Deena Pyle, the communication director for the non-profit Utah Humanities, said she’s impressed and inspired by the ways people are fighting to stay connected despite all of the social distancing initiatives enacted in the state to slow the spread of the coronavirus. So inspired, she created the organization’s Virtual Campfire social media and email campaign to encourage conversations about the impact of the humanities in our lives.
“It was just an initial idea that revolved around just the ancient ritual of tribes and people gathering in the evenings around a campfire, to support each other, to tell stories, to look at fears and address them head on and to come together as a group to assist, support each other and create a culture that was meaningful," Pyle said. "So, in that way, I think we are not only preserving kind of the culture and the actual experience in real time that we are all going through together, but, you know, we will be able to preserve those experiences digitally, as well.”
So with all the things people have to stress about now, like distance learning, unemployment or possible infection, why is this important?
“One thing that maybe we don't realize is that we're all doing the humanities, every day. Every time you have a conversation or write something or read a book or consider a philosophical point of view you we are all doing the humanities every day. It's like the air we breathe," she said. "The humanities are really just the observation and documentation of what it means to be human everything we're doing. So the humanities give us an opportunity to reflect on ourselves. It gives us an opportunity to reflect on what it means to be human to be an American or part of a global community and kind of evaluate where we've been, where we can go from here and how to do it in the best way possible.”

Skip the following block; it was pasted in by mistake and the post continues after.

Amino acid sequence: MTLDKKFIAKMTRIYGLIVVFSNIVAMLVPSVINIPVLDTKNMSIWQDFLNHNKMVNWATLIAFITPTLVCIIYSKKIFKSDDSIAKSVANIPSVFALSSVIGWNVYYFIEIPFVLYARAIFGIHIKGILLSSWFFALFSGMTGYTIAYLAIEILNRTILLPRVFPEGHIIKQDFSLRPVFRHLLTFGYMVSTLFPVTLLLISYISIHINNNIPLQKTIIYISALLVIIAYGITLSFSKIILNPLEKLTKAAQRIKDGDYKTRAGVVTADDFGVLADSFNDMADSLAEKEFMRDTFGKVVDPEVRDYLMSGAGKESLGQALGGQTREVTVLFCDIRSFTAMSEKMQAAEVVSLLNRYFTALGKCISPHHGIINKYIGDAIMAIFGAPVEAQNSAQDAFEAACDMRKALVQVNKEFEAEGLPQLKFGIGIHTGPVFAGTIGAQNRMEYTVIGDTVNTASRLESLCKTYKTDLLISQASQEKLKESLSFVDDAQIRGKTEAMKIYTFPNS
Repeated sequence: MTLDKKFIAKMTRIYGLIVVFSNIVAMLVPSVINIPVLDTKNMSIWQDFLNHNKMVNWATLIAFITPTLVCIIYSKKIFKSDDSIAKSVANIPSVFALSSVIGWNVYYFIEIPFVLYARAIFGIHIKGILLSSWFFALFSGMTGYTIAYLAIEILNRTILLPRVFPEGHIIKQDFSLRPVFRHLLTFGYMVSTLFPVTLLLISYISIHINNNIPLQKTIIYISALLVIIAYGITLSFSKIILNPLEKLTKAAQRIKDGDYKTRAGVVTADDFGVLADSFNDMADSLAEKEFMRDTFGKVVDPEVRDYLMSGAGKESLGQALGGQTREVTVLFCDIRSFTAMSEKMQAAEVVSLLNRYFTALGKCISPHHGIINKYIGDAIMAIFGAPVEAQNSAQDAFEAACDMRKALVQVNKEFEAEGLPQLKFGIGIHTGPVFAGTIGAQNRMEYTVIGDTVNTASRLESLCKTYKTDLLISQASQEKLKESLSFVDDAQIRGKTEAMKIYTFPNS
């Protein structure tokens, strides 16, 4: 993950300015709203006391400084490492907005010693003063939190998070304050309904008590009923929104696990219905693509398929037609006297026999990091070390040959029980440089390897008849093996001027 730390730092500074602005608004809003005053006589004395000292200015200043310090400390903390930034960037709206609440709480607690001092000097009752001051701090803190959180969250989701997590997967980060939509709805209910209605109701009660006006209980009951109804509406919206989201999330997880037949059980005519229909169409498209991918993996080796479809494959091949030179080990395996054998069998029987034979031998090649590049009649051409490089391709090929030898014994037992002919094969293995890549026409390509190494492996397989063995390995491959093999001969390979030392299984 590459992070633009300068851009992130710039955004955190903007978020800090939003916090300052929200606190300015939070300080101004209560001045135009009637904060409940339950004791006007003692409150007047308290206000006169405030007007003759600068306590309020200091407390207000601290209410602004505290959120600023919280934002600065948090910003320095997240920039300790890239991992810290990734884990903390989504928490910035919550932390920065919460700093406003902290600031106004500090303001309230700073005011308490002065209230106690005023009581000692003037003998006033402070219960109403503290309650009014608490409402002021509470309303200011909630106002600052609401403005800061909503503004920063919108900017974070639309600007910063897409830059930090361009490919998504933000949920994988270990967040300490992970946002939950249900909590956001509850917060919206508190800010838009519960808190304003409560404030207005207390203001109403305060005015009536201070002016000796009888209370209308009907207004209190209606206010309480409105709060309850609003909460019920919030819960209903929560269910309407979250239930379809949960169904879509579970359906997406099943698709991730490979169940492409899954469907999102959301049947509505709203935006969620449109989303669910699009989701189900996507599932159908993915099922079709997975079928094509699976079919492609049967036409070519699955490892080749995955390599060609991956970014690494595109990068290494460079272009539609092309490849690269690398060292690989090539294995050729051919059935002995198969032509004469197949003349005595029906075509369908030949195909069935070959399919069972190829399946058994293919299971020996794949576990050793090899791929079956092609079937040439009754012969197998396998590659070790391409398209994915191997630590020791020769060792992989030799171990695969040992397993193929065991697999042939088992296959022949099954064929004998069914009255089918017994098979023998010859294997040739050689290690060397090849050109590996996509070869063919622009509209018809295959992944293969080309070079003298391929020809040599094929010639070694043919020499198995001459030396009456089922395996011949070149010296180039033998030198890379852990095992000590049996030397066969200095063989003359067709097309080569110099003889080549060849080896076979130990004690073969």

On top of the social media and email campaign, Pyle has been recording conversations examining this topic and hopes they’ll be uploaded and available for the public to hear in early May.